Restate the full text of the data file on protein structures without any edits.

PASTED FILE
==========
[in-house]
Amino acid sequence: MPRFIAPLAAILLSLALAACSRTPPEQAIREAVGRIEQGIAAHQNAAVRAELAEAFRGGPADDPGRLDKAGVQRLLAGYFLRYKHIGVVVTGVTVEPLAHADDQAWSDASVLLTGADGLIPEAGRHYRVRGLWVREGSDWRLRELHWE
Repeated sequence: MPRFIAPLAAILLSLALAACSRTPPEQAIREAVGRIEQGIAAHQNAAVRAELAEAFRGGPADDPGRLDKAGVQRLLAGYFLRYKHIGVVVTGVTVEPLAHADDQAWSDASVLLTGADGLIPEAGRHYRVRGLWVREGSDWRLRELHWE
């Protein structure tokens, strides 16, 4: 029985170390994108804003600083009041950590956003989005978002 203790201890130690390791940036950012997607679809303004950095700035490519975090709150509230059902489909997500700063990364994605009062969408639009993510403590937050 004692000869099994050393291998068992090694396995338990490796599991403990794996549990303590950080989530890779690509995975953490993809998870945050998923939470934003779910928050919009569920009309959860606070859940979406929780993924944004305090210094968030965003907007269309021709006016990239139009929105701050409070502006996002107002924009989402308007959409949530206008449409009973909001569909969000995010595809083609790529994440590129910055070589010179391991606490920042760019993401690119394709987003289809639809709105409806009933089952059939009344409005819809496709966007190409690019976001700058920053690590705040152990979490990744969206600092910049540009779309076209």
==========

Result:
[in-house]
Amino acid sequence: MPRFIAPLAAILLSLALAACSRTPPEQAIREAVGRIEQGIAAHQNAAVRAELAEAFRGGPADDPGRLDKAGVQRLLAGYFLRYKHIGVVVTGVTVEPLAHADDQAWSDASVLLTGADGLIPEAGRHYRVRGLWVREGSDWRLRELHWE
Repeated sequence: MPRFIAPLAAILLSLALAACSRTPPEQAIREAVGRIEQGIAAHQNAAVRAELAEAFRGGPADDPGRLDKAGVQRLLAGYFLRYKHIGVVVTGVTVEPLAHADDQAWSDASVLLTGADGLIPEAGRHYRVRGLWVREGSDWRLRELHWE
């Protein structure tokens, strides 16, 4: 029985170390994108804003600083009041950590956003989005978002 203790201890130690390791940036950012997607679809303004950095700035490519975090709150509230059902489909997500700063990364994605009062969408639009993510403590937050 004692000869099994050393291998068992090694396995338990490796599991403990794996549990303590950080989530890779690509995975953490993809998870945050998923939470934003779910928050919009569920009309959860606070859940979406929780993924944004305090210094968030965003907007269309021709006016990239139009929105701050409070502006996002107002924009989402308007959409949530206008449409009973909001569909969000995010595809083609790529994440590129910055070589010179391991606490920042760019993401690119394709987003289809639809709105409806009933089952059939009344409005819809496709966007190409690019976001700058920053690590705040152990979490990744969206600092910049540009779309076209």